SAMS VALLEY, Ore.– The fire was quick and explosive. Last Wednesday, the Ramsey Canyon Fire made its appearance in the Sams Valley causing many residents around the area to make a mad dash to grab all of their essentials. However, one young man, stayed to help the firefighters in a unique way.
Haydn Beck, 20, has lived at his family’s ranch for his whole life. For him, Sams Valley is a special place where someone can find an enjoyment of the vast land stretched around them.
“It’s an outdoors-mans playground out here,” he said. “Like, you can really ask for nothing better.”
For Beck’s family’s ranch, the land provides more than a living. It’s a connection to the roots of tradition.
“I respect the land. I’ve spent so much time on it and I want it to be here so we can keep spending time on it,” he said. “It’s here for a reason, it’s here for our use. I just hate to see it burn.”
So when the fire broke out just over the hill, moving towards his home – it was terrifying.
“I could see whole mountain just lit up! It’s like, ‘Oh that’s close. That’s not good at all,'” said Beck.
Watching the land he grew up on burn, pushed Beck all the more to help firefighters who came to ask if they could use water from his family’s property.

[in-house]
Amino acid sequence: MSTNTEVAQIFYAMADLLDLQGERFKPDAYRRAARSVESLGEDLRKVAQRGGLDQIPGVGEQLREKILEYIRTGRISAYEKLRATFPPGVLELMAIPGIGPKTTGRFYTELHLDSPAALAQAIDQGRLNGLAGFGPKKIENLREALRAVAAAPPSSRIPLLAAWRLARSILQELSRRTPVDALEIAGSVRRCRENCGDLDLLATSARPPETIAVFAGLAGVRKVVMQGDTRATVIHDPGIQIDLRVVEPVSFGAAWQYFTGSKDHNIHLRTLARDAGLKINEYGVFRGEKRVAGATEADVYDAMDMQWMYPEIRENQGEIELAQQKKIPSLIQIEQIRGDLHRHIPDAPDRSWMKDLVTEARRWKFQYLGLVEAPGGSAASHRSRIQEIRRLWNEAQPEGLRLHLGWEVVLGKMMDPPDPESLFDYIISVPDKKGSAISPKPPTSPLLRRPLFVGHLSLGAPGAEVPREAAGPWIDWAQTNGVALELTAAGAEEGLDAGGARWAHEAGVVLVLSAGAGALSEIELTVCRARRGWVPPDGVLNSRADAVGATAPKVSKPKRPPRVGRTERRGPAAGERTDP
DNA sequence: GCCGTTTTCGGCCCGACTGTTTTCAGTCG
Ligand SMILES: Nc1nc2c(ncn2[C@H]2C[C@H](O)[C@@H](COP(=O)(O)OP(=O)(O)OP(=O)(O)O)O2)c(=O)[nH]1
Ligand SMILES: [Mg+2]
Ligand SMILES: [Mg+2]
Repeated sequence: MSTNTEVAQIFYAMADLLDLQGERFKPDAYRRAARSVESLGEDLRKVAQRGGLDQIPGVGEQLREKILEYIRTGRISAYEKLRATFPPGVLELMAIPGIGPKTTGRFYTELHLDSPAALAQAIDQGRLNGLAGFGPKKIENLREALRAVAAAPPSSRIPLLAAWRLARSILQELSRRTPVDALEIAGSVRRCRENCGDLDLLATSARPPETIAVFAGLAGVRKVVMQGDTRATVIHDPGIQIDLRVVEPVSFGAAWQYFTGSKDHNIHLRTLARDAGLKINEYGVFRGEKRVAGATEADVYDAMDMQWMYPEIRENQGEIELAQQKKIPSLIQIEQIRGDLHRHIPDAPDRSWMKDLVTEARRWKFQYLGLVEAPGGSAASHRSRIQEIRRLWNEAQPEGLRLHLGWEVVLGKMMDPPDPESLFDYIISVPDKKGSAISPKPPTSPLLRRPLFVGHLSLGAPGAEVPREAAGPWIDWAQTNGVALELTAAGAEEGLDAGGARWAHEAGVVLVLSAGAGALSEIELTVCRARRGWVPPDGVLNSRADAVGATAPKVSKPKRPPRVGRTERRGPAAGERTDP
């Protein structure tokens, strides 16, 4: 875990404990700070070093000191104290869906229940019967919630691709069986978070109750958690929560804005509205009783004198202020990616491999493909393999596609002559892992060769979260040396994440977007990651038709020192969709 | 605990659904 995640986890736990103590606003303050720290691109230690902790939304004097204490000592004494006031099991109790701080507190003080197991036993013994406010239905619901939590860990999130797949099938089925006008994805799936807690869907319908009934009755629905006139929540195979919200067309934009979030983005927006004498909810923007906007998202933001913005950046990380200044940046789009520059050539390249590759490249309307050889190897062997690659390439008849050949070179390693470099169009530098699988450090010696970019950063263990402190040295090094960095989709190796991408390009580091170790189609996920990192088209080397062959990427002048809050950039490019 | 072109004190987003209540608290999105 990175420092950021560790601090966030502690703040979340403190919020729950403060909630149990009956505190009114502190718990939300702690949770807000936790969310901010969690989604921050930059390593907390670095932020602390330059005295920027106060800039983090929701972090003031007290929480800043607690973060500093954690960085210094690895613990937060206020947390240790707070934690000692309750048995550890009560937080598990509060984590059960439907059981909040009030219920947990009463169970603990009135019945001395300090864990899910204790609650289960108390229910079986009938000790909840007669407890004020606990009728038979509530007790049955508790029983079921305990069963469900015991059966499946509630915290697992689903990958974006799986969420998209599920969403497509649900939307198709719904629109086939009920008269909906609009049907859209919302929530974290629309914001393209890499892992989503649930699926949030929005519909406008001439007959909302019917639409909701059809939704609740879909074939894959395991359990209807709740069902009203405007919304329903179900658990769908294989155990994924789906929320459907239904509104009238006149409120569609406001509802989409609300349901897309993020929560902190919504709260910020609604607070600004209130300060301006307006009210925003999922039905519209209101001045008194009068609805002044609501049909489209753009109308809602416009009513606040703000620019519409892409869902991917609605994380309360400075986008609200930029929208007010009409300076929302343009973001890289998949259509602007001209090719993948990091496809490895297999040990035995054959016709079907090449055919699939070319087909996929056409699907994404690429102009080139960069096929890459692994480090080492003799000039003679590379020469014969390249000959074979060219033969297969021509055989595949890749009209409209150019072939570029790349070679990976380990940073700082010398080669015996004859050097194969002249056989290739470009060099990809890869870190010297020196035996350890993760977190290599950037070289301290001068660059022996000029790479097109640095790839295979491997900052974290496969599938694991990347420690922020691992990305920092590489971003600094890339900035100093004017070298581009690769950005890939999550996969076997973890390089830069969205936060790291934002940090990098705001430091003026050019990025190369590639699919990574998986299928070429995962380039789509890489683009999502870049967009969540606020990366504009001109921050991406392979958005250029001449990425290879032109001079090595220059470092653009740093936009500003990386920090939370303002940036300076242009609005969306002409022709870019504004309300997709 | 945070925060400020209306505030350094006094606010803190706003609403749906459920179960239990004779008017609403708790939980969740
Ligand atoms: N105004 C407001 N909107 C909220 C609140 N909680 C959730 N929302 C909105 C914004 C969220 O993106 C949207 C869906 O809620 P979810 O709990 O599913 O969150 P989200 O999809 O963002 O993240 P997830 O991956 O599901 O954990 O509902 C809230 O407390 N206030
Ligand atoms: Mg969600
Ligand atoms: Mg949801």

“I said, ‘Of course. Technically we do not own the rights to the water. It’s technically government owned,'” said Beck. “So you don’t have to ask but we really appreciate it. Anything we can do to help.”
But besides providing water, Beck also had other plans.
“I picked barbecuing up years ago,” he said with a grin. “It was my first time, honestly after I brought it in Mom’s like, ‘Hey your dad’s not barbecuing anymore, it’s kicked over to you.'”
So as firefighters spent their days grinding, Beck spent his days grilling. With the help of nearby friends and neighbors, more food and drinks began to flow through the Beck household and into the grateful bellies of the crews.
“Hot dogs, burgers, we’ve been doing tri-tip, a little everything,” he said. “Yeah we went over five dozen burgers, four dozen hot dogs.”
Appreciative of both the food and the water, firefighters have been able to get some relief from a hectic fire season.
“I’m cooking food for myself and my family that are still out here. So why not cook a little extra for them,” said Beck.
But in his own way, Beck is showing his appreciation for those that are helping to save the land he loves so much.
“Personally, I think, if it wasn’t for them we wouldn’t be here right now. I think it would have jumped the line and we would have been burnt to a crisp so I’m grateful for what they’ve done and everyone that’s been here.”
If you want more information about the Ramsey Canyon Fire or the evacuation levels, you can find out more on the Inciweb page here.
NBC5 News Reporter Miles Furuichi graduated from Chapman University with degrees in English and Journalism. He received post graduate experience in Los Angeles in photojournalism and commercial photography. He also spent time in Dublin, Ireland working in print journalism and advertising.
Miles is a Rogue Valley native, raised in Ashland. He enjoys hiking, mountain biking and photography.